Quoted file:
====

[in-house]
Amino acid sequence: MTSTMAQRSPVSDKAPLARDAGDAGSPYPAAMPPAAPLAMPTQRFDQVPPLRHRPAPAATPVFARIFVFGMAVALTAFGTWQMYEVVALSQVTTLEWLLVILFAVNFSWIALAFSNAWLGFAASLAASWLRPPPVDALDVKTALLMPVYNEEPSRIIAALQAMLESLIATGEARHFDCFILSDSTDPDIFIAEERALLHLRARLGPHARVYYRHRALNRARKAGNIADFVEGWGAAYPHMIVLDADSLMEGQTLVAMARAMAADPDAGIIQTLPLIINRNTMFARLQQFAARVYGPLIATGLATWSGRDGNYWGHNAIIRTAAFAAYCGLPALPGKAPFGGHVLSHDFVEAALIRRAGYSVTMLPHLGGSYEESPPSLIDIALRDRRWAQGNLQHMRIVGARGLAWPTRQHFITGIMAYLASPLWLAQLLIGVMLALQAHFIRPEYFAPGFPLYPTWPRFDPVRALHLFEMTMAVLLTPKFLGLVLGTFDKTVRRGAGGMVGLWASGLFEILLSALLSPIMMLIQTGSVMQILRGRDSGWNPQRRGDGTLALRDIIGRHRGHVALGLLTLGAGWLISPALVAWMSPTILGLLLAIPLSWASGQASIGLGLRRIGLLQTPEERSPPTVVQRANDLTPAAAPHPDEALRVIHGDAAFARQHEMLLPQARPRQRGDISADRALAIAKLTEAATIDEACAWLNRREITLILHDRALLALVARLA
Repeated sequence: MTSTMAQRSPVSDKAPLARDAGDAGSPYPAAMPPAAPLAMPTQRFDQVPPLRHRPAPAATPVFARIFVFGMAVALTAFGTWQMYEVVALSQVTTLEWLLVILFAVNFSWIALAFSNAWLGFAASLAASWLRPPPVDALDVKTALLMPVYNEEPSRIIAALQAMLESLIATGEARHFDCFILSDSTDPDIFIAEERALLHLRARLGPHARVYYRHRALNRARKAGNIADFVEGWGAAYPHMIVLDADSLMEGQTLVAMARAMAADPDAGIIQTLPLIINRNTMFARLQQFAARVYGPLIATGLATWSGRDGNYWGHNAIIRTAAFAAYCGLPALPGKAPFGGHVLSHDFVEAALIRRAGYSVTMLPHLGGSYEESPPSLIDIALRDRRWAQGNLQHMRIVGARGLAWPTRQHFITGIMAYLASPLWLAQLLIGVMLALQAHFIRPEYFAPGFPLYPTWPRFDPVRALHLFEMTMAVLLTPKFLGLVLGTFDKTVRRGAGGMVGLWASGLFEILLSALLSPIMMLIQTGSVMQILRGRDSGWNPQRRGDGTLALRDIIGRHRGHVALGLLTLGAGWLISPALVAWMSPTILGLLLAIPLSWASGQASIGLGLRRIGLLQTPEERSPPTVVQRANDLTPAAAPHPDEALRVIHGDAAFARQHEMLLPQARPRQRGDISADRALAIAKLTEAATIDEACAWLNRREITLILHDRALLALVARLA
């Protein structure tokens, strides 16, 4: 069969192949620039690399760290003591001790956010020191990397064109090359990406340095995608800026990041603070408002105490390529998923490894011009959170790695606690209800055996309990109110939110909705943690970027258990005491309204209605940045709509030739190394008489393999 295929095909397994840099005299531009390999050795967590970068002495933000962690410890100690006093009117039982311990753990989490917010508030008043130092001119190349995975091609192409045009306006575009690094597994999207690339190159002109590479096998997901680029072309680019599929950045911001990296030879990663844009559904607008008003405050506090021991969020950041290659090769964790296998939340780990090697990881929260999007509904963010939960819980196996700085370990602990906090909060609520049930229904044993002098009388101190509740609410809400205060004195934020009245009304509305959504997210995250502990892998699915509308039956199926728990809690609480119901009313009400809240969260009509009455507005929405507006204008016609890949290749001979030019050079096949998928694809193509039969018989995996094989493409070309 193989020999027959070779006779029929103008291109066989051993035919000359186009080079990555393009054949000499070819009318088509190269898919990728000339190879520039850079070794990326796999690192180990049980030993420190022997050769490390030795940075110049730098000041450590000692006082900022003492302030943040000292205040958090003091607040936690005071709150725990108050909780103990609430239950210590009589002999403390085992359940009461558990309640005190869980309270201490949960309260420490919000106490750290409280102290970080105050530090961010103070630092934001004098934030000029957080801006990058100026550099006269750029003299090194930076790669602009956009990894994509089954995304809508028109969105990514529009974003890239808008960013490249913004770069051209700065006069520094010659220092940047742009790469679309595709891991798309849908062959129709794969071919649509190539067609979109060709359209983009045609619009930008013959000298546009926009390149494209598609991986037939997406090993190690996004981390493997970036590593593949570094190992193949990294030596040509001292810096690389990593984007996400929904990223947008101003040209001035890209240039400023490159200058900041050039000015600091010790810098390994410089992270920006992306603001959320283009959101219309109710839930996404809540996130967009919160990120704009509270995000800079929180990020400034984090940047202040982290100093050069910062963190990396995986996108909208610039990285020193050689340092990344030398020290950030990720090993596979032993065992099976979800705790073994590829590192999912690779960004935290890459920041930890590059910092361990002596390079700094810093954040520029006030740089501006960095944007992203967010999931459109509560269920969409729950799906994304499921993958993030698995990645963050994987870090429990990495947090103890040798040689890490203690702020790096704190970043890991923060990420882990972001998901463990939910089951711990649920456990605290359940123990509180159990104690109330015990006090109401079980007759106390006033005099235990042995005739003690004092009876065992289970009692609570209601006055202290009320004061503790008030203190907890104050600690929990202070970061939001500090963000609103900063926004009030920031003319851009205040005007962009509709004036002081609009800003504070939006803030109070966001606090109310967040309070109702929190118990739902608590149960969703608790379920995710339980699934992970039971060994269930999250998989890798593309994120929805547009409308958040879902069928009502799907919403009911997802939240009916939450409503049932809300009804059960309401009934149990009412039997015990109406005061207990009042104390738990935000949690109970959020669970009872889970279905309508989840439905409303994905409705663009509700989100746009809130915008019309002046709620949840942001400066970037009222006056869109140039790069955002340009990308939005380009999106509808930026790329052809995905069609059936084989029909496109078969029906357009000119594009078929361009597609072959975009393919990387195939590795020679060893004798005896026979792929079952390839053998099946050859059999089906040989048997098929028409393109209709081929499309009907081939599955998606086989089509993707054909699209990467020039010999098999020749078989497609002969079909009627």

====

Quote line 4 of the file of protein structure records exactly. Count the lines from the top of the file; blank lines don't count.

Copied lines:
């Protein structure tokens, strides 16, 4: 069969192949620039690399760290003591001790956010020191990397064109090359990406340095995608800026990041603070408002105490390529998923490894011009959170790695606690209800055996309990109110939110909705943690970027258990005491309204209605940045709509030739190394008489393999 295929095909397994840099005299531009390999050795967590970068002495933000962690410890100690006093009117039982311990753990989490917010508030008043130092001119190349995975091609192409045009306006575009690094597994999207690339190159002109590479096998997901680029072309680019599929950045911001990296030879990663844009559904607008008003405050506090021991969020950041290659090769964790296998939340780990090697990881929260999007509904963010939960819980196996700085370990602990906090909060609520049930229904044993002098009388101190509740609410809400205060004195934020009245009304509305959504997210995250502990892998699915509308039956199926728990809690609480119901009313009400809240969260009509009455507005929405507006204008016609890949290749001979030019050079096949998928694809193509039969018989995996094989493409070309 193989020999027959070779006779029929103008291109066989051993035919000359186009080079990555393009054949000499070819009318088509190269898919990728000339190879520039850079070794990326796999690192180990049980030993420190022997050769490390030795940075110049730098000041450590000692006082900022003492302030943040000292205040958090003091607040936690005071709150725990108050909780103990609430239950210590009589002999403390085992359940009461558990309640005190869980309270201490949960309260420490919000106490750290409280102290970080105050530090961010103070630092934001004098934030000029957080801006990058100026550099006269750029003299090194930076790669602009956009990894994509089954995304809508028109969105990514529009974003890239808008960013490249913004770069051209700065006069520094010659220092940047742009790469679309595709891991798309849908062959129709794969071919649509190539067609979109060709359209983009045609619009930008013959000298546009926009390149494209598609991986037939997406090993190690996004981390493997970036590593593949570094190992193949990294030596040509001292810096690389990593984007996400929904990223947008101003040209001035890209240039400023490159200058900041050039000015600091010790810098390994410089992270920006992306603001959320283009959101219309109710839930996404809540996130967009919160990120704009509270995000800079929180990020400034984090940047202040982290100093050069910062963190990396995986996108909208610039990285020193050689340092990344030398020290950030990720090993596979032993065992099976979800705790073994590829590192999912690779960004935290890459920041930890590059910092361990002596390079700094810093954040520029006030740089501006960095944007992203967010999931459109509560269920969409729950799906994304499921993958993030698995990645963050994987870090429990990495947090103890040798040689890490203690702020790096704190970043890991923060990420882990972001998901463990939910089951711990649920456990605290359940123990509180159990104690109330015990006090109401079980007759106390006033005099235990042995005739003690004092009876065992289970009692609570209601006055202290009320004061503790008030203190907890104050600690929990202070970061939001500090963000609103900063926004009030920031003319851009205040005007962009509709004036002081609009800003504070939006803030109070966001606090109310967040309070109702929190118990739902608590149960969703608790379920995710339980699934992970039971060994269930999250998989890798593309994120929805547009409308958040879902069928009502799907919403009911997802939240009916939450409503049932809300009804059960309401009934149990009412039997015990109406005061207990009042104390738990935000949690109970959020669970009872889970279905309508989840439905409303994905409705663009509700989100746009809130915008019309002046709620949840942001400066970037009222006056869109140039790069955002340009990308939005380009999106509808930026790329052809995905069609059936084989029909496109078969029906357009000119594009078929361009597609072959975009393919990387195939590795020679060893004798005896026979792929079952390839053998099946050859059999089906040989048997098929028409393109209709081929499309009907081939599955998606086989089509993707054909699209990467020039010999098999020749078989497609002969079909009627």